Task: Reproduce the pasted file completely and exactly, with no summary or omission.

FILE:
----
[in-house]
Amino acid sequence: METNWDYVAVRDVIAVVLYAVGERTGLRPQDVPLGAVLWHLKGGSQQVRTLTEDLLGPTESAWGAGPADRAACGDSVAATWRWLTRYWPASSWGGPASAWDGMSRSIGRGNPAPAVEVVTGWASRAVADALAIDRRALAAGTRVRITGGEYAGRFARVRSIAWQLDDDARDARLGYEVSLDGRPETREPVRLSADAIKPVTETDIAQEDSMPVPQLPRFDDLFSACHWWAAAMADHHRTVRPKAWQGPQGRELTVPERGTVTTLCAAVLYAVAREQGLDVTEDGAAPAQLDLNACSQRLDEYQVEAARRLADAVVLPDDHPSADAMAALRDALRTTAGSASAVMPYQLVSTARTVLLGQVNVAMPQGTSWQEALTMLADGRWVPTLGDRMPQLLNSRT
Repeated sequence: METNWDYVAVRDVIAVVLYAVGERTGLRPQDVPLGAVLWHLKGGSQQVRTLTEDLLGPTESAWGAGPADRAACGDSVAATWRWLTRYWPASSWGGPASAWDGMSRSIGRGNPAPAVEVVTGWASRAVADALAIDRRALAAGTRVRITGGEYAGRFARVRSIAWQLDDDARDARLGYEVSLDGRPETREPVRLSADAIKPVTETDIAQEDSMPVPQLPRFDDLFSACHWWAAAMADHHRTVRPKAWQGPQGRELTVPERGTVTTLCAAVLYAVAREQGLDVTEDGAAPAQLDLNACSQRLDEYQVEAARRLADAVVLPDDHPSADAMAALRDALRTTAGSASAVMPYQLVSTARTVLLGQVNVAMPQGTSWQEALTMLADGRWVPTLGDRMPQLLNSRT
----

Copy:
[in-house]
Amino acid sequence: METNWDYVAVRDVIAVVLYAVGERTGLRPQDVPLGAVLWHLKGGSQQVRTLTEDLLGPTESAWGAGPADRAACGDSVAATWRWLTRYWPASSWGGPASAWDGMSRSIGRGNPAPAVEVVTGWASRAVADALAIDRRALAAGTRVRITGGEYAGRFARVRSIAWQLDDDARDARLGYEVSLDGRPETREPVRLSADAIKPVTETDIAQEDSMPVPQLPRFDDLFSACHWWAAAMADHHRTVRPKAWQGPQGRELTVPERGTVTTLCAAVLYAVAREQGLDVTEDGAAPAQLDLNACSQRLDEYQVEAARRLADAVVLPDDHPSADAMAALRDALRTTAGSASAVMPYQLVSTARTVLLGQVNVAMPQGTSWQEALTMLADGRWVPTLGDRMPQLLNSRT
Repeated sequence: METNWDYVAVRDVIAVVLYAVGERTGLRPQDVPLGAVLWHLKGGSQQVRTLTEDLLGPTESAWGAGPADRAACGDSVAATWRWLTRYWPASSWGGPASAWDGMSRSIGRGNPAPAVEVVTGWASRAVADALAIDRRALAAGTRVRITGGEYAGRFARVRSIAWQLDDDARDARLGYEVSLDGRPETREPVRLSADAIKPVTETDIAQEDSMPVPQLPRFDDLFSACHWWAAAMADHHRTVRPKAWQGPQGRELTVPERGTVTTLCAAVLYAVAREQGLDVTEDGAAPAQLDLNACSQRLDEYQVEAARRLADAVVLPDDHPSADAMAALRDALRTTAGSASAVMPYQLVSTARTVLLGQVNVAMPQGTSWQEALTMLADGRWVPTLGDRMPQLLNSRT